Table_1_Prevalence and Description of Hyponatremia in a Swiss Tertiary Care Hospital: An Observational Retrospective Study.docx (23.82 kB)

Table_1_Prevalence and Description of Hyponatremia in a Swiss Tertiary Care Hospital: An Observational Retrospective Study.docx

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posted on 11.09.2020 by Henri Lu, Peter Vollenweider, Sébastien Kissling, Pedro Marques-Vidal

Background: Hyponatremia (serum sodium concentration <135 mEq/L) is the most common electrolyte abnormality among hospitalized patients. Our aim was to study the epidemiology of hyponatremia in hospitalized patients, as well as the short-term mortality rates, the length of stay (LOS), and associated hospital costs.

Methods: This retrospective cohort study included 6,539 hospitalizations in the internal medicine ward of a Swiss tertiary-care teaching hospital between January 1, 2012, and December 31, 2018 (42.7% women, mean age 69 years). Using serum sodium concentration, we identified hospitalizations with hyponatremia and calculated the prevalence of overall hyponatremia, admission hyponatremia (AH), hospital-acquired hyponatremia (HAH), and persistent hyponatremia (PH) at discharge. We also studied the impact of hyponatremia on 30-day readmissions, in-hospital and 30-day mortality, and hospital LOS and costs, using multivariable logistic regression and Cox proportional hazards models, with normal natremia as reference.

Results: Prevalence of overall hyponatremia was 32.5% [95% confidence interval (CI), 31.3–33.6%], while prevalence of PH among hospitalizations with AH and HAH was 33.7% (31.7–35.8%). After multivariable adjustment, hyponatremia was associated with increased hospital costs (CHF 19,025 ± 485 vs. 14,962 ± 341, p < 0.001) and LOS (13.4 ± 0.2 vs. 10.7 ± 0.2 days, p < 0.001). Increased severity of hyponatremia was associated with higher hospital costs and LOS (p for trend <0.001). There was a trend toward more frequent 30-day readmissions associated with hyponatremia [adjusted odds ratio (OR), 1.15 (1.01–1.31), p = 0.032], mainly with PH: adjusted OR = 1.41 (1.17–1.71), p < 0.001. No association was found between severity of hyponatremia and readmissions. Hyponatremia was associated with an increase of in-hospital [adjusted OR = 1.94 (1.49–2.53), p < 0.001] and 30-day mortality: adjusted OR = 1.80 (1.44–2.24), p < 0.001. Increased severity of hyponatremia was associated with higher in-hospital and 30-day mortality (p for trend < 0.001).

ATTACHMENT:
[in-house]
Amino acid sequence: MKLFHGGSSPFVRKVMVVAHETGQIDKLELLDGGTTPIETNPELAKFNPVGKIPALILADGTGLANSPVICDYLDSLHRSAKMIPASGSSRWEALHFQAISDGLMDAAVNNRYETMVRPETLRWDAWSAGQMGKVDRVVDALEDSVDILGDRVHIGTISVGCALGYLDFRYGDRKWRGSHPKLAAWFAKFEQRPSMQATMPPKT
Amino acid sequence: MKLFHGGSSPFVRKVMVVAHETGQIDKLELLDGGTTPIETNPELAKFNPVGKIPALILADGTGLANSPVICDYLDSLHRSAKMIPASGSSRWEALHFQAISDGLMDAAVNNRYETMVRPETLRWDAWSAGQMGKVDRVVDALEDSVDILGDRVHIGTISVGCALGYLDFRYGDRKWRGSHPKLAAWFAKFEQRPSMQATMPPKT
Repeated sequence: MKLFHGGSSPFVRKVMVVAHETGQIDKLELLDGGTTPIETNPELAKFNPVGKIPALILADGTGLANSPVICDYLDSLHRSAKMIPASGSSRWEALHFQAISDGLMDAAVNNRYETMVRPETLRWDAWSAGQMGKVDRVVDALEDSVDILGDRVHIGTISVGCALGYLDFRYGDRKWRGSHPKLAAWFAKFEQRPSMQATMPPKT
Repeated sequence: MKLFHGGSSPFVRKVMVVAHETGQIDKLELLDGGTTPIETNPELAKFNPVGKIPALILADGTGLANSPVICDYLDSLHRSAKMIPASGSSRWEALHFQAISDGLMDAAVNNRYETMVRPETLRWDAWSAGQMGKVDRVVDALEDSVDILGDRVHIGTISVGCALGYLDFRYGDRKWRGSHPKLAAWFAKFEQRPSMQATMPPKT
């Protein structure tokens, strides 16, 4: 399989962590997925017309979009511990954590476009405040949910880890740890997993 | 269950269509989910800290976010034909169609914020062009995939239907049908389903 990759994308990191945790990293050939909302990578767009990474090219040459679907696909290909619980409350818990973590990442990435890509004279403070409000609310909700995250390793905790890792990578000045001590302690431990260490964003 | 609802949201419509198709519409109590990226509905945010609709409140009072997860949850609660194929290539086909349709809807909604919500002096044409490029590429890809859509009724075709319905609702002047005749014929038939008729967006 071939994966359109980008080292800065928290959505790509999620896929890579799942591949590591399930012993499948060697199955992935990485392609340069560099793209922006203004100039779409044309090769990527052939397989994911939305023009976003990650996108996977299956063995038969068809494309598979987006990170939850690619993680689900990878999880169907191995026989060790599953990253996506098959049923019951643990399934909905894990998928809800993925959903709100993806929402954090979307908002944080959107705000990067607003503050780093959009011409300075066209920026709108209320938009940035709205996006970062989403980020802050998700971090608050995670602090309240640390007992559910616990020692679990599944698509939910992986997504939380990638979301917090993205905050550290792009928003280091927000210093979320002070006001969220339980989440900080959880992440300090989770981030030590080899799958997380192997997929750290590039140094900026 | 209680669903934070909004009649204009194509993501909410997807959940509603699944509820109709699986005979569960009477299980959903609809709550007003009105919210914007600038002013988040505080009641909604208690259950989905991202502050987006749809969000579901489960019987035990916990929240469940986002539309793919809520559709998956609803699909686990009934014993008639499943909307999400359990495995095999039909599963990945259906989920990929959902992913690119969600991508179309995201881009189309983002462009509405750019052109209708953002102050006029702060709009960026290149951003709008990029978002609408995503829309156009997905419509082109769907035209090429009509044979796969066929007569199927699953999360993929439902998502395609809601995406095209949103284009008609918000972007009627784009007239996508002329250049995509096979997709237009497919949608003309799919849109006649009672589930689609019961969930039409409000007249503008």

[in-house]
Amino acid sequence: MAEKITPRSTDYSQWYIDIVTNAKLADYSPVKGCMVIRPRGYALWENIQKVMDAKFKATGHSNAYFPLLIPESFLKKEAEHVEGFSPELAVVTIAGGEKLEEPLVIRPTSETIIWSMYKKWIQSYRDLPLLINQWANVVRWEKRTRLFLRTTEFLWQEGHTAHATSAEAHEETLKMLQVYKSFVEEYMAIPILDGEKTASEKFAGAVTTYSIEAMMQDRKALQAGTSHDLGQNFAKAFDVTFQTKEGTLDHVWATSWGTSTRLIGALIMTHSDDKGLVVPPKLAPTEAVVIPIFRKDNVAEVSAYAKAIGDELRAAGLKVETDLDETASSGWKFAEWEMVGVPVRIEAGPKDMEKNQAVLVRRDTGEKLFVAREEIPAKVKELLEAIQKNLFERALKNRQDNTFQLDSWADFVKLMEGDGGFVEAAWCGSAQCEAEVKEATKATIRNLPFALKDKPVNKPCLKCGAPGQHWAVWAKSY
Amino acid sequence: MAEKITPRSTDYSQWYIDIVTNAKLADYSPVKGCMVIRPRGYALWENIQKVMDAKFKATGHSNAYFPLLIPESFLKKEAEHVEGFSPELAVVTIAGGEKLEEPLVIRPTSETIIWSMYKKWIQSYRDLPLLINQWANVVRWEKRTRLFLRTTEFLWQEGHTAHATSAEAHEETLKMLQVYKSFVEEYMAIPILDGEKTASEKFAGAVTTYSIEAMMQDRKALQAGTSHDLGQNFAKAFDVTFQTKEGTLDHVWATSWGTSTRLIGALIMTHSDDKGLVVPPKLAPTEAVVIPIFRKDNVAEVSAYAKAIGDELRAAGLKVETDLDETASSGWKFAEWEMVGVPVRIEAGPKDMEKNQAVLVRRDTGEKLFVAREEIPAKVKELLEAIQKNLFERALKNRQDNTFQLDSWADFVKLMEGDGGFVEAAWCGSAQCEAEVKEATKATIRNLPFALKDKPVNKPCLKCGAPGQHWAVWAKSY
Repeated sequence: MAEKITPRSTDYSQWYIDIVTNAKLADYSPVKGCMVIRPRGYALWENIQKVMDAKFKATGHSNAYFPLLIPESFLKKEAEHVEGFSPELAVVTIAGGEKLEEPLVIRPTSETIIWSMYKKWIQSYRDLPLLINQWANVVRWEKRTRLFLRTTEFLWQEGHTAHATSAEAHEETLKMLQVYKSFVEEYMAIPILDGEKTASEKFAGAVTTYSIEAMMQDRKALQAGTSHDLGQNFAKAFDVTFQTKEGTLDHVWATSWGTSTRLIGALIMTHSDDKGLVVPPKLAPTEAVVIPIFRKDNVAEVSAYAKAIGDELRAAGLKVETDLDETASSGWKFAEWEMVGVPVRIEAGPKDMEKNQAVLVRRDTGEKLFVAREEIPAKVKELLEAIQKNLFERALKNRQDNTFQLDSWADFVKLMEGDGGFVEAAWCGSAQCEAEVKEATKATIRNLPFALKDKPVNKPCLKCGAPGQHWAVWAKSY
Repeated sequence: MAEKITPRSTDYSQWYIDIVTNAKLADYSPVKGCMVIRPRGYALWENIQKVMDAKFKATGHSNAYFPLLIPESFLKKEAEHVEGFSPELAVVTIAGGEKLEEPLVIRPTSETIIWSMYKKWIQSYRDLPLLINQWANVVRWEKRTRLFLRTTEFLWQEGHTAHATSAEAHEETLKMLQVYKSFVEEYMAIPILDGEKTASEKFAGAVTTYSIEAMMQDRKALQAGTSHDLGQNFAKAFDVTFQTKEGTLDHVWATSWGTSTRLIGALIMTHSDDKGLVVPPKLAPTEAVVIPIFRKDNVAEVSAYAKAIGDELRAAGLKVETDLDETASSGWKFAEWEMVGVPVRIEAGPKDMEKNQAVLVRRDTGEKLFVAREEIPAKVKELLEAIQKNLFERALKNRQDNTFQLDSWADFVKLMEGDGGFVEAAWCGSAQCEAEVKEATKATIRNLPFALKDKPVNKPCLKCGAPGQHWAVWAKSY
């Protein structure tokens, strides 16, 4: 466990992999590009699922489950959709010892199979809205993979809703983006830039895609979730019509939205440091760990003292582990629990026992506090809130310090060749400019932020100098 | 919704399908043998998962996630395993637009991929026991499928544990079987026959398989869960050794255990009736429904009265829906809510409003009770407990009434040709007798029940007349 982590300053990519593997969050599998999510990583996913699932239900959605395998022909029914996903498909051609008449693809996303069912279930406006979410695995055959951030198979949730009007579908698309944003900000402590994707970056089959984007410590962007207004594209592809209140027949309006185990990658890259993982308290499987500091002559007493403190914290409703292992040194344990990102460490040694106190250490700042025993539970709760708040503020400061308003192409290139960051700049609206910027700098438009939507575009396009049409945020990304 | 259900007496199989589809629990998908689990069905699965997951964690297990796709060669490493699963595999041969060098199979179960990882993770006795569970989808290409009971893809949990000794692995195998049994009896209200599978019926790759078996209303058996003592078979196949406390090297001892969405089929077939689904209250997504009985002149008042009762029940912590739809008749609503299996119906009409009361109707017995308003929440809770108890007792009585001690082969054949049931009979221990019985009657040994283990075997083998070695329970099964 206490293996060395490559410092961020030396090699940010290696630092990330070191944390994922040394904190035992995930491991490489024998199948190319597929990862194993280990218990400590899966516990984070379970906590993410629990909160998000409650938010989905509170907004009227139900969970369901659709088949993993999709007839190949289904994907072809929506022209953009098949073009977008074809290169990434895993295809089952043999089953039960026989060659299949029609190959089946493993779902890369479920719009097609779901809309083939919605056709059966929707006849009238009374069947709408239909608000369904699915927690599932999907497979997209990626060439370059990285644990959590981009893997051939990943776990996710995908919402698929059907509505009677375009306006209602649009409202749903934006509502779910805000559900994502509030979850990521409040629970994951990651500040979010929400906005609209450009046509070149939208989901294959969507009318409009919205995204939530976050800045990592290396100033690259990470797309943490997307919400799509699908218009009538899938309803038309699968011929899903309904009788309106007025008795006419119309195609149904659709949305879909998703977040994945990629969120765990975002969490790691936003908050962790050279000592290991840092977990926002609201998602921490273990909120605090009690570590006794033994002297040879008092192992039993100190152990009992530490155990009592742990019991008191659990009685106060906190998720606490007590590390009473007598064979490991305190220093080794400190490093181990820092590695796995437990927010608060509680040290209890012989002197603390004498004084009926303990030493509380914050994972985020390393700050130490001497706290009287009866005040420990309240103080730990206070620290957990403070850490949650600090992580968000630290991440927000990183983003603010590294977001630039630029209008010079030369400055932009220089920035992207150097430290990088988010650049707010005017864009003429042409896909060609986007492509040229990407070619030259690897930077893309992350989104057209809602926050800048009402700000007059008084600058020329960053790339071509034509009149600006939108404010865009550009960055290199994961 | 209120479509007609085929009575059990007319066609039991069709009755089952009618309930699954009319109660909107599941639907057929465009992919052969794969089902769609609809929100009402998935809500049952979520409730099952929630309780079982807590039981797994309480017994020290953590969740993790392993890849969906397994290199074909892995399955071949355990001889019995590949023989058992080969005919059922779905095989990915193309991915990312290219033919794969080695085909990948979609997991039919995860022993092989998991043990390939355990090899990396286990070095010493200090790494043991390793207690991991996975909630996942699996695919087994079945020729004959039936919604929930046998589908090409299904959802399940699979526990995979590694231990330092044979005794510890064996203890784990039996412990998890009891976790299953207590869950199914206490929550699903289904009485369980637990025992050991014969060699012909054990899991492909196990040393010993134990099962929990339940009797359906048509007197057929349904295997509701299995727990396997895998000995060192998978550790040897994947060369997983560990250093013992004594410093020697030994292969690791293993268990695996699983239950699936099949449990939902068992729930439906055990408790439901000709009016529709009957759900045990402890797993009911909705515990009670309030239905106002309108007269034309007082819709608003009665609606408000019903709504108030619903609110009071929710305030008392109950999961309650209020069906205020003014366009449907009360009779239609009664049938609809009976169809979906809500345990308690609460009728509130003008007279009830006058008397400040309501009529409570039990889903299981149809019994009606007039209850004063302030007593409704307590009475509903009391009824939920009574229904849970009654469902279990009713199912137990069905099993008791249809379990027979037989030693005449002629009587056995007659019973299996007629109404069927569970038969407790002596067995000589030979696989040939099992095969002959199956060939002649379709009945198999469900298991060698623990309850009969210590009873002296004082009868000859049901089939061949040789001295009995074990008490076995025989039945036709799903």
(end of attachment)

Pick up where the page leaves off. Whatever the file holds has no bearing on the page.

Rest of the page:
Conclusions: Hyponatremia is highly prevalent among hospitalized patients and associated with an increase of LOS, early hospital readmission, in-hospital and 30-day mortality, and hospital costs. PH was associated with a substantial increase of the risk of early hospital readmission and 30-day mortality.

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